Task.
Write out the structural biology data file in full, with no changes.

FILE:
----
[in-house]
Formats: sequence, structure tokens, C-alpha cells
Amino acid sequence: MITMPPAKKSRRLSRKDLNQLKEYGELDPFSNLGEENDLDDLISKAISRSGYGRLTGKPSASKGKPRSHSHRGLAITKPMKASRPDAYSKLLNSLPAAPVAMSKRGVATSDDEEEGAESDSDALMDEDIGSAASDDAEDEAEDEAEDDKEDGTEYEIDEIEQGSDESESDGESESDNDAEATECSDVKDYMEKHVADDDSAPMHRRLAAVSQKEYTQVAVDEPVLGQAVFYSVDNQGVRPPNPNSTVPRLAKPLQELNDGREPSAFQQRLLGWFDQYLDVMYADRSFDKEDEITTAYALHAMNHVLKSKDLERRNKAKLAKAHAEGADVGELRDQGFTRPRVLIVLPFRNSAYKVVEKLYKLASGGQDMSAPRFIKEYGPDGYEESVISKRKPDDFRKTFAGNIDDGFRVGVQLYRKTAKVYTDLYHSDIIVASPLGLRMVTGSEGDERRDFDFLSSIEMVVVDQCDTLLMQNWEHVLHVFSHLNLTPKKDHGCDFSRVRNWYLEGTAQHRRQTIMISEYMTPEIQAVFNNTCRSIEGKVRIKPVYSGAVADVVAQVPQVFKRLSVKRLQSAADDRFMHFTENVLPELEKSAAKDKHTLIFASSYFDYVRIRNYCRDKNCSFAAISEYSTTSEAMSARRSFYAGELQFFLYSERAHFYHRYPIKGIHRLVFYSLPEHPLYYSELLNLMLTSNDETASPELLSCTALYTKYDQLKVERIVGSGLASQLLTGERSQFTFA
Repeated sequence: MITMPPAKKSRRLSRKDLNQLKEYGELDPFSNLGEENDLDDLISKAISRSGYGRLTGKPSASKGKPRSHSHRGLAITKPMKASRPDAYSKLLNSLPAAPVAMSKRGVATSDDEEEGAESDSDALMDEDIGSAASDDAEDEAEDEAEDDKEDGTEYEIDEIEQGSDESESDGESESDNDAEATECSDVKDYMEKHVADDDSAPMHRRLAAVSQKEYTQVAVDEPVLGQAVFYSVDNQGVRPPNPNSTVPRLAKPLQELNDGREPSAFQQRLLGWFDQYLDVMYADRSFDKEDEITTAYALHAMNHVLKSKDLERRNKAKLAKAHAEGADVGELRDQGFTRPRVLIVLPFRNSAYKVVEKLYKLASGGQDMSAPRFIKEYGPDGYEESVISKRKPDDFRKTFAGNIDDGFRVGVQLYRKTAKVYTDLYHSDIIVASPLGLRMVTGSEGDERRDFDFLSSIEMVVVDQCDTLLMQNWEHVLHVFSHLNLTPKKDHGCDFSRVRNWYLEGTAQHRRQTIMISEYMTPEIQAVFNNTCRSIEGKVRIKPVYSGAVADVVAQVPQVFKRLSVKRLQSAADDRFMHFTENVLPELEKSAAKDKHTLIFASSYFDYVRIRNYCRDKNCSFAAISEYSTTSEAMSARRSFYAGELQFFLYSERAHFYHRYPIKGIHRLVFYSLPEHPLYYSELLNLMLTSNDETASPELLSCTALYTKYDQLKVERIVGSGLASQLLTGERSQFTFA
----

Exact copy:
[in-house]
Formats: sequence, structure tokens, C-alpha cells
Amino acid sequence: MITMPPAKKSRRLSRKDLNQLKEYGELDPFSNLGEENDLDDLISKAISRSGYGRLTGKPSASKGKPRSHSHRGLAITKPMKASRPDAYSKLLNSLPAAPVAMSKRGVATSDDEEEGAESDSDALMDEDIGSAASDDAEDEAEDEAEDDKEDGTEYEIDEIEQGSDESESDGESESDNDAEATECSDVKDYMEKHVADDDSAPMHRRLAAVSQKEYTQVAVDEPVLGQAVFYSVDNQGVRPPNPNSTVPRLAKPLQELNDGREPSAFQQRLLGWFDQYLDVMYADRSFDKEDEITTAYALHAMNHVLKSKDLERRNKAKLAKAHAEGADVGELRDQGFTRPRVLIVLPFRNSAYKVVEKLYKLASGGQDMSAPRFIKEYGPDGYEESVISKRKPDDFRKTFAGNIDDGFRVGVQLYRKTAKVYTDLYHSDIIVASPLGLRMVTGSEGDERRDFDFLSSIEMVVVDQCDTLLMQNWEHVLHVFSHLNLTPKKDHGCDFSRVRNWYLEGTAQHRRQTIMISEYMTPEIQAVFNNTCRSIEGKVRIKPVYSGAVADVVAQVPQVFKRLSVKRLQSAADDRFMHFTENVLPELEKSAAKDKHTLIFASSYFDYVRIRNYCRDKNCSFAAISEYSTTSEAMSARRSFYAGELQFFLYSERAHFYHRYPIKGIHRLVFYSLPEHPLYYSELLNLMLTSNDETASPELLSCTALYTKYDQLKVERIVGSGLASQLLTGERSQFTFA
Repeated sequence: MITMPPAKKSRRLSRKDLNQLKEYGELDPFSNLGEENDLDDLISKAISRSGYGRLTGKPSASKGKPRSHSHRGLAITKPMKASRPDAYSKLLNSLPAAPVAMSKRGVATSDDEEEGAESDSDALMDEDIGSAASDDAEDEAEDEAEDDKEDGTEYEIDEIEQGSDESESDGESESDNDAEATECSDVKDYMEKHVADDDSAPMHRRLAAVSQKEYTQVAVDEPVLGQAVFYSVDNQGVRPPNPNSTVPRLAKPLQELNDGREPSAFQQRLLGWFDQYLDVMYADRSFDKEDEITTAYALHAMNHVLKSKDLERRNKAKLAKAHAEGADVGELRDQGFTRPRVLIVLPFRNSAYKVVEKLYKLASGGQDMSAPRFIKEYGPDGYEESVISKRKPDDFRKTFAGNIDDGFRVGVQLYRKTAKVYTDLYHSDIIVASPLGLRMVTGSEGDERRDFDFLSSIEMVVVDQCDTLLMQNWEHVLHVFSHLNLTPKKDHGCDFSRVRNWYLEGTAQHRRQTIMISEYMTPEIQAVFNNTCRSIEGKVRIKPVYSGAVADVVAQVPQVFKRLSVKRLQSAADDRFMHFTENVLPELEKSAAKDKHTLIFASSYFDYVRIRNYCRDKNCSFAAISEYSTTSEAMSARRSFYAGELQFFLYSERAHFYHRYPIKGIHRLVFYSLPEHPLYYSELLNLMLTSNDETASPELLSCTALYTKYDQLKVERIVGSGLASQLLTGERSQFTFA